Loss of health related quality of life following low-trauma fractures in the elderly

TitleLoss of health related quality of life following low-trauma fractures in the elderly
Publication TypeJournal Article
Year of Publication2016
AuthorsTarride J.E, Burke N., Leslie W.D, Morin S.N, Adachi J.D, Papaioannou A., Bessette L., Brown J.P, Pericleous L., Muratov S., Hopkins R.B
JournalBMC Geriatr
Date PublishedApr 19
ISBN Number1471-2318<br/>1471-2318 (Linking)
Accession Number27093957
KeywordsAged, Aged, 80 and over, Cohort Studies, Female, Follow-Up Studies, Fractures, Bone/diagnosis/ epidemiology/ psychology, Hip Fractures/diagnosis/epidemiology/psychology, Home Care Services/trends, Humans, Long-Term Care/ psychology/trends, Male, Middle Aged, Ontario/epidemiology, Osteoporotic Fractures/diagnosis/epidemiology/psychology, Quality of Life/ psychology, Surveys and Questionnaires

BACKGROUND: To estimate the long-term change in health related quality of life (HRQoL) following low-trauma fractures among individuals receiving home care (HC) services or living in long-term care (LTC) facilities using linked healthcare administrative data from Ontario, Canada. METHODS: HRQoL was estimated using the Health Utility Index (HUI-2) with the InterRai Minimum Data Set (MDS), a mandatory questionnaire for LTC and HC in the province of Ontario (population 14 million). The HUI-2, a validated HRQoL instrument, allows the calculation of health utility where 0 represents death and 1 the best imaginable health state. For reference, the HUI-2 utility value for Canadians aged 80-84 years is 0.61 and the minimal clinically important difference is 0.03. The MDS was linked to Ontario acute care databases for fiscal years 2007-2011 to identify low-trauma fractures using ICD-10-CA codes. Regression models were used to identify predictors of change in HRQoL from pre-fracture levels to 3 years post fracture for several populations. Low-trauma fractures included hip, humerus, vertebral, wrist, multiple and other. RESULTS: Twenty-three thousand six-hundred fifty-five unique patients with low-trauma fractures were identified with pre- and post-fracture HRQoL assessments, of which 5057 individuals had at least 3 years of follow-up. Compared to patients receiving HC services (N = 3303), individuals residing in LTC (N = 1754) were older, taking more medications, and had more comorbidities. LTC patients had more hip fractures (49 % of total versus 29 %). For all fracture types, HRQoL decreased immediately following fracture. Although levels rebounded after the first month, HRQoL up to 36 months never returned to pre-fracture levels even for non-hip fracture. For both HC and LTC cohorts, clinically important and statistically significant decreases in HUI-2 utility scores were observed 36 months post fracture. Of the 6 HUI-2 domains, mobility had the largest impact on change in HRQoL. Regression analysis indicated that living with a musculoskeletal disorder or a neurological condition and living in LTC were associated with greater decrements in utility following a fracture. CONCLUSIONS: Based on the analysis of one of the largest studies on HRQoL to date, among individuals living in LTC facilities or receiving HC services, fractures have a significant permanent impact on HRQoL up to 3 years following fracture.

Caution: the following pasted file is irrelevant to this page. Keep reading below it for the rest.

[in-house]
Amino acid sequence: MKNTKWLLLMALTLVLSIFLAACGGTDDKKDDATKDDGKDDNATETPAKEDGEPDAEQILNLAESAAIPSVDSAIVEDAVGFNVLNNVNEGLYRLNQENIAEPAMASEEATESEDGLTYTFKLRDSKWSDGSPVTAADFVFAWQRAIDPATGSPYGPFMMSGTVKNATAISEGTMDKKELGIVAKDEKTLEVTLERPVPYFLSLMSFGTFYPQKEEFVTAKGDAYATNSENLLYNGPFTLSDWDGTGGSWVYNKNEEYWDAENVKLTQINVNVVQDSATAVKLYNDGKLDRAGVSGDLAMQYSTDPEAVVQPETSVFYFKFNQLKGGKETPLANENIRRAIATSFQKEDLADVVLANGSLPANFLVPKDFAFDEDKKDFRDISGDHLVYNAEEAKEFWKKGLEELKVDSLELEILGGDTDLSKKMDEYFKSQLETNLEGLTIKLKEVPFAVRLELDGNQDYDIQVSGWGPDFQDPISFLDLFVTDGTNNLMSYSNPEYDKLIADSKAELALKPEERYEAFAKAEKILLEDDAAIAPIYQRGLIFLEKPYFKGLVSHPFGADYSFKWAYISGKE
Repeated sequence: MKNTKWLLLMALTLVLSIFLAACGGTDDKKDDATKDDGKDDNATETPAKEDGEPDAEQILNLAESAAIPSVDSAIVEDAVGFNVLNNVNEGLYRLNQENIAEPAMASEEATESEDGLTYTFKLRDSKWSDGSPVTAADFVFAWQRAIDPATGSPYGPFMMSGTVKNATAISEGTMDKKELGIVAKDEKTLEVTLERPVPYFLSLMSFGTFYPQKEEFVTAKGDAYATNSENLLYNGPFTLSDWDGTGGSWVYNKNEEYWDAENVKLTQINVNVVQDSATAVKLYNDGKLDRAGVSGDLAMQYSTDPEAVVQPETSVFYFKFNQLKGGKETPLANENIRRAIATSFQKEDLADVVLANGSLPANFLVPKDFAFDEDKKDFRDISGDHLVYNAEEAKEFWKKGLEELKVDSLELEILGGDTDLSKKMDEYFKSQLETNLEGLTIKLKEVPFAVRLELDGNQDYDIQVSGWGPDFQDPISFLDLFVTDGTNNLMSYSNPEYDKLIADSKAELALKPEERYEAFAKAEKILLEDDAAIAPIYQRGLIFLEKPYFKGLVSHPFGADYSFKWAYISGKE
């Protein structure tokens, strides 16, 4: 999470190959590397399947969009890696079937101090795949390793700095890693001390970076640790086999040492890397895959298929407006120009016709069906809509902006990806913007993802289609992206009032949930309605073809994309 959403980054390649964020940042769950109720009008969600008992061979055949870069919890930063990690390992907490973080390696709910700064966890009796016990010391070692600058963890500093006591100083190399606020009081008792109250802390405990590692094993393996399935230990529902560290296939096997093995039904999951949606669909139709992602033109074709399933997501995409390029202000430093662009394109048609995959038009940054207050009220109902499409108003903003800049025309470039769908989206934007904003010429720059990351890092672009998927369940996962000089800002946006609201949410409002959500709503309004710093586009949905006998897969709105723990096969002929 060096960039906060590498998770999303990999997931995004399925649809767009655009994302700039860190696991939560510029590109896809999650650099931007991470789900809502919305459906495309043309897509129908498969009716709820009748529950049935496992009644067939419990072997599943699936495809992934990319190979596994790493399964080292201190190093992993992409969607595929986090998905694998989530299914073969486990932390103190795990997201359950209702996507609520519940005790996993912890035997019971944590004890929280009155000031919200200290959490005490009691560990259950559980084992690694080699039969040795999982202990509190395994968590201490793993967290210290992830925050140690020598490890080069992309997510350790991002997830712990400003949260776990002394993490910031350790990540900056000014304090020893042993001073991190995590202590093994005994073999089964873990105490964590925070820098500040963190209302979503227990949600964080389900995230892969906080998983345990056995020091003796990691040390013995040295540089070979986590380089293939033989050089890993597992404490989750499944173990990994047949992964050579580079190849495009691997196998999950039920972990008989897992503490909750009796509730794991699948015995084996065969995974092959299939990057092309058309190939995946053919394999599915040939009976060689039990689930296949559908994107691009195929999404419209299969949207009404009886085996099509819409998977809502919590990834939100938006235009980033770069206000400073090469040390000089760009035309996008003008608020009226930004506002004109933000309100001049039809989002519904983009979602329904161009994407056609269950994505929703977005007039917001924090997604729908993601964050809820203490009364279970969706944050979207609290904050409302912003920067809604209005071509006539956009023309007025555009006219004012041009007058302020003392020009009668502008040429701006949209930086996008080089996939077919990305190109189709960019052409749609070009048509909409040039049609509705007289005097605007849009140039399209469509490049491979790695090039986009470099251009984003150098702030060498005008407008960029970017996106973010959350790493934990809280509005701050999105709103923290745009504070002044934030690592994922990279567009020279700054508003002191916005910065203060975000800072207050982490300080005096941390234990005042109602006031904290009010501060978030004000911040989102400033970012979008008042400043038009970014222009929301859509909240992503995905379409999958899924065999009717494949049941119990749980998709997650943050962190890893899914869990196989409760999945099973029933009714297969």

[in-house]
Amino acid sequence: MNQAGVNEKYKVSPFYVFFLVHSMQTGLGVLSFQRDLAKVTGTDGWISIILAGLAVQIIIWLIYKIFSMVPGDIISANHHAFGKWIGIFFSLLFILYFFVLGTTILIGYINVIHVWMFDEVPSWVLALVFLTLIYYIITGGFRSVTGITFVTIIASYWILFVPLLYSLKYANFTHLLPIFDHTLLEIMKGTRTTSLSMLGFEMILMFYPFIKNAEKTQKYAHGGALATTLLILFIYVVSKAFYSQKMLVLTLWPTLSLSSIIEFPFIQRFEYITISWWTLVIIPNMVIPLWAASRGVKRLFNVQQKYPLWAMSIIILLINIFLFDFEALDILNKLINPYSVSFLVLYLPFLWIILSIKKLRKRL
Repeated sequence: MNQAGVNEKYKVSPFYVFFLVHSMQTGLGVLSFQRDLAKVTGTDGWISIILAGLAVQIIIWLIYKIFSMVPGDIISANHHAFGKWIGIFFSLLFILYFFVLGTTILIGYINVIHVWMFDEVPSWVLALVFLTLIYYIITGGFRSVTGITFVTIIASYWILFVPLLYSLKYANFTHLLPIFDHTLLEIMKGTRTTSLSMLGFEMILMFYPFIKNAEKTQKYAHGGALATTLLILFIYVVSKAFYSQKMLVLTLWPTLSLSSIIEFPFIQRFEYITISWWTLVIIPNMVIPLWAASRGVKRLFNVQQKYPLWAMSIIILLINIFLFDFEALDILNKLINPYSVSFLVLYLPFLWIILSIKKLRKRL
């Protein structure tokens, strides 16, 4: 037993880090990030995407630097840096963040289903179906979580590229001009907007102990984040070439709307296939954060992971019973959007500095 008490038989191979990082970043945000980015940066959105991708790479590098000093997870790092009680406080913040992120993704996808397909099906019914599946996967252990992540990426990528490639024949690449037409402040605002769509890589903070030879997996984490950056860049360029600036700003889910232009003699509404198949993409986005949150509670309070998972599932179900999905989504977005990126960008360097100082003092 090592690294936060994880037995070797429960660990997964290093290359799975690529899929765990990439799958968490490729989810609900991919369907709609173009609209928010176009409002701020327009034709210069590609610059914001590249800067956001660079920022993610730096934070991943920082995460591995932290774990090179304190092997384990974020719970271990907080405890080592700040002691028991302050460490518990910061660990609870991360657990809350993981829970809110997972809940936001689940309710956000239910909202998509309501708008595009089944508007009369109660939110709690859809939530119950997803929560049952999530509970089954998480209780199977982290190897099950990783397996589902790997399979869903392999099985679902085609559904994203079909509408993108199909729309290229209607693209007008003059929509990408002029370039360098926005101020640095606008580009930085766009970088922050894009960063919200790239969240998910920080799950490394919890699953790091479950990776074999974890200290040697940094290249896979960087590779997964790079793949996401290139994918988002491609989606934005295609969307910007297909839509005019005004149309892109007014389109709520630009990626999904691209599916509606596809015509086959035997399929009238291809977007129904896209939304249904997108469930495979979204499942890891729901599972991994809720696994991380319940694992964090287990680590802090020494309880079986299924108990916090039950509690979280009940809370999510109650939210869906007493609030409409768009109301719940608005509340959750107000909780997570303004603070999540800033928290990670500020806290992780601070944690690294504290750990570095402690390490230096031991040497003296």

Short TitleBMC Geriatrics
Alternate JournalBMC geriatrics